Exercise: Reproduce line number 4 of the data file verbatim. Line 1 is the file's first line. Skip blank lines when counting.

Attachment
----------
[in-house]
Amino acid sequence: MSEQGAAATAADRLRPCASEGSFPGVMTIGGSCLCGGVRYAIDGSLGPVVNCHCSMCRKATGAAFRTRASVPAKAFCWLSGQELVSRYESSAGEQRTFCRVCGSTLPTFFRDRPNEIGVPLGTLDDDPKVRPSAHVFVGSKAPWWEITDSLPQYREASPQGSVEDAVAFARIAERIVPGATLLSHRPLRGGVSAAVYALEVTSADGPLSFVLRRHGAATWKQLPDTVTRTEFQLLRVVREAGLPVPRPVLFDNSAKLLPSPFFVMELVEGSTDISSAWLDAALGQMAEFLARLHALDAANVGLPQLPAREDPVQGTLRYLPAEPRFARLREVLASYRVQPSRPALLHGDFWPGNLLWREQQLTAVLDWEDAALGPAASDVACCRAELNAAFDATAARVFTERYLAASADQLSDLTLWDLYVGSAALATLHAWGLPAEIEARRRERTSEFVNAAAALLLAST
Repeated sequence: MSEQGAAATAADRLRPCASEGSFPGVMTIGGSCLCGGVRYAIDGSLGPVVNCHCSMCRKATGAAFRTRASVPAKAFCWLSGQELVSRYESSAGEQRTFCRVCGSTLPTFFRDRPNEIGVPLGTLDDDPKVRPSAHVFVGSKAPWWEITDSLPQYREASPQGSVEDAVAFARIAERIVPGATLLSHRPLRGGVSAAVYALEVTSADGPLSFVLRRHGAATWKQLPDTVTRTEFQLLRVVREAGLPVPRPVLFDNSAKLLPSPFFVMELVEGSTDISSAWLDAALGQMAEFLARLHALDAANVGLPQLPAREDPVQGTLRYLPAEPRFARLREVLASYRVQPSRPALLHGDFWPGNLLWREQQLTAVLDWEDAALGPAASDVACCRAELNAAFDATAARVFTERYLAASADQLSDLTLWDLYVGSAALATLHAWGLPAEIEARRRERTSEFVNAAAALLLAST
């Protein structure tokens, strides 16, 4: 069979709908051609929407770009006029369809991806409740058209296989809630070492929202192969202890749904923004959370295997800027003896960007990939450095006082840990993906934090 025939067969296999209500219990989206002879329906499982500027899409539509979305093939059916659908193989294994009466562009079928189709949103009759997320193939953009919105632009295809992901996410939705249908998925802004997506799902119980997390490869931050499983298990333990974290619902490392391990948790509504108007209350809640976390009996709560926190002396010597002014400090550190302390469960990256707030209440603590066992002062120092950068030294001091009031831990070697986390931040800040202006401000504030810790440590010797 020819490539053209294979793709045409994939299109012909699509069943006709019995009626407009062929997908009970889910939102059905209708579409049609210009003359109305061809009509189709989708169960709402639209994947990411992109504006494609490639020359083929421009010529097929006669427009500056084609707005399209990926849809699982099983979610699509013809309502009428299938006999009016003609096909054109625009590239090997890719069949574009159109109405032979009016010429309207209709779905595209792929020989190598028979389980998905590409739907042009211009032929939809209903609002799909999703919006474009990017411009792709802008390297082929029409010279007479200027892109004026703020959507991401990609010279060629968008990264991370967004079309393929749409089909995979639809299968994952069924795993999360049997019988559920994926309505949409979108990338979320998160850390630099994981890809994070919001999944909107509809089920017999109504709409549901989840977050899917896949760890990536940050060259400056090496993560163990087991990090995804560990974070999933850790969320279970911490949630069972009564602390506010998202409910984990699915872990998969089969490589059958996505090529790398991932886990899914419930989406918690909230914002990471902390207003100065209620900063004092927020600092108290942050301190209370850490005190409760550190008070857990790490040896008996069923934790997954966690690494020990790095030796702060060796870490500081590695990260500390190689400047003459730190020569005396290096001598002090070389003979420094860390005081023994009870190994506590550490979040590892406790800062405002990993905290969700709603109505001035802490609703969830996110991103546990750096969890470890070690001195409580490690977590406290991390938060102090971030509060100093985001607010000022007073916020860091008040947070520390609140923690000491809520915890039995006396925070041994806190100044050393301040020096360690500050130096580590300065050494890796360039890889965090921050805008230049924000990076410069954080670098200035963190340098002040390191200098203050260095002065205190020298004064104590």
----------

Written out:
């Protein structure tokens, strides 16, 4: 069979709908051609929407770009006029369809991806409740058209296989809630070492929202192969202890749904923004959370295997800027003896960007990939450095006082840990993906934090 025939067969296999209500219990989206002879329906499982500027899409539509979305093939059916659908193989294994009466562009079928189709949103009759997320193939953009919105632009295809992901996410939705249908998925802004997506799902119980997390490869931050499983298990333990974290619902490392391990948790509504108007209350809640976390009996709560926190002396010597002014400090550190302390469960990256707030209440603590066992002062120092950068030294001091009031831990070697986390931040800040202006401000504030810790440590010797 020819490539053209294979793709045409994939299109012909699509069943006709019995009626407009062929997908009970889910939102059905209708579409049609210009003359109305061809009509189709989708169960709402639209994947990411992109504006494609490639020359083929421009010529097929006669427009500056084609707005399209990926849809699982099983979610699509013809309502009428299938006999009016003609096909054109625009590239090997890719069949574009159109109405032979009016010429309207209709779905595209792929020989190598028979389980998905590409739907042009211009032929939809209903609002799909999703919006474009990017411009792709802008390297082929029409010279007479200027892109004026703020959507991401990609010279060629968008990264991370967004079309393929749409089909995979639809299968994952069924795993999360049997019988559920994926309505949409979108990338979320998160850390630099994981890809994070919001999944909107509809089920017999109504709409549901989840977050899917896949760890990536940050060259400056090496993560163990087991990090995804560990974070999933850790969320279970911490949630069972009564602390506010998202409910984990699915872990998969089969490589059958996505090529790398991932886990899914419930989406918690909230914002990471902390207003100065209620900063004092927020600092108290942050301190209370850490005190409760550190008070857990790490040896008996069923934790997954966690690494020990790095030796702060060796870490500081590695990260500390190689400047003459730190020569005396290096001598002090070389003979420094860390005081023994009870190994506590550490979040590892406790800062405002990993905290969700709603109505001035802490609703969830996110991103546990750096969890470890070690001195409580490690977590406290991390938060102090971030509060100093985001607010000022007073916020860091008040947070520390609140923690000491809520915890039995006396925070041994806190100044050393301040020096360690500050130096580590300065050494890796360039890889965090921050805008230049924000990076410069954080670098200035963190340098002040390191200098203050260095002065205190020298004064104590």